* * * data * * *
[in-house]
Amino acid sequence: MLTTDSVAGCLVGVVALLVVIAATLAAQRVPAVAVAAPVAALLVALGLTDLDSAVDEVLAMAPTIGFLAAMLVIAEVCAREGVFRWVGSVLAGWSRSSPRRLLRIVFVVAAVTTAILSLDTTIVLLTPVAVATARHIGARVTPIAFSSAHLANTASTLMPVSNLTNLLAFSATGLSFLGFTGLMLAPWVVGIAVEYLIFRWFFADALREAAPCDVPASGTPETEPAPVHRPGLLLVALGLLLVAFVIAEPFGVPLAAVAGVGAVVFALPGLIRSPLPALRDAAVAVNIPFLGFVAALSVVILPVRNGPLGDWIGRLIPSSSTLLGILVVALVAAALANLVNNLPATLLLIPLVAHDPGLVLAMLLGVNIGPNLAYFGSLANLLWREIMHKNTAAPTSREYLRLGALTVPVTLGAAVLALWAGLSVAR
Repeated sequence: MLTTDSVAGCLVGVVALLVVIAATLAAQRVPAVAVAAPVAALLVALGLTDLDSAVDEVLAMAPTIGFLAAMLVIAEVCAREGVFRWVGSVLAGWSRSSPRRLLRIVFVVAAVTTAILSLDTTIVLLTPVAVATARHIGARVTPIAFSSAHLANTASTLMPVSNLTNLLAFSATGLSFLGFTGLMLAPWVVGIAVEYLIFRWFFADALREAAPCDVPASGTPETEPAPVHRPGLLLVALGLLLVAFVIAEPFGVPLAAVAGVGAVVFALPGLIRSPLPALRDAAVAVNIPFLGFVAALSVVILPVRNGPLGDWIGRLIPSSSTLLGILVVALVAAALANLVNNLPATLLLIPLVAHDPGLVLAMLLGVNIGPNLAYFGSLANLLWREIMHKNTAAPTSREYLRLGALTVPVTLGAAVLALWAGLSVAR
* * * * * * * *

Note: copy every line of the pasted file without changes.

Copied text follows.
[in-house]
Amino acid sequence: MLTTDSVAGCLVGVVALLVVIAATLAAQRVPAVAVAAPVAALLVALGLTDLDSAVDEVLAMAPTIGFLAAMLVIAEVCAREGVFRWVGSVLAGWSRSSPRRLLRIVFVVAAVTTAILSLDTTIVLLTPVAVATARHIGARVTPIAFSSAHLANTASTLMPVSNLTNLLAFSATGLSFLGFTGLMLAPWVVGIAVEYLIFRWFFADALREAAPCDVPASGTPETEPAPVHRPGLLLVALGLLLVAFVIAEPFGVPLAAVAGVGAVVFALPGLIRSPLPALRDAAVAVNIPFLGFVAALSVVILPVRNGPLGDWIGRLIPSSSTLLGILVVALVAAALANLVNNLPATLLLIPLVAHDPGLVLAMLLGVNIGPNLAYFGSLANLLWREIMHKNTAAPTSREYLRLGALTVPVTLGAAVLALWAGLSVAR
Repeated sequence: MLTTDSVAGCLVGVVALLVVIAATLAAQRVPAVAVAAPVAALLVALGLTDLDSAVDEVLAMAPTIGFLAAMLVIAEVCAREGVFRWVGSVLAGWSRSSPRRLLRIVFVVAAVTTAILSLDTTIVLLTPVAVATARHIGARVTPIAFSSAHLANTASTLMPVSNLTNLLAFSATGLSFLGFTGLMLAPWVVGIAVEYLIFRWFFADALREAAPCDVPASGTPETEPAPVHRPGLLLVALGLLLVAFVIAEPFGVPLAAVAGVGAVVFALPGLIRSPLPALRDAAVAVNIPFLGFVAALSVVILPVRNGPLGDWIGRLIPSSSTLLGILVVALVAAALANLVNNLPATLLLIPLVAHDPGLVLAMLLGVNIGPNLAYFGSLANLLWREIMHKNTAAPTSREYLRLGALTVPVTLGAAVLALWAGLSVAR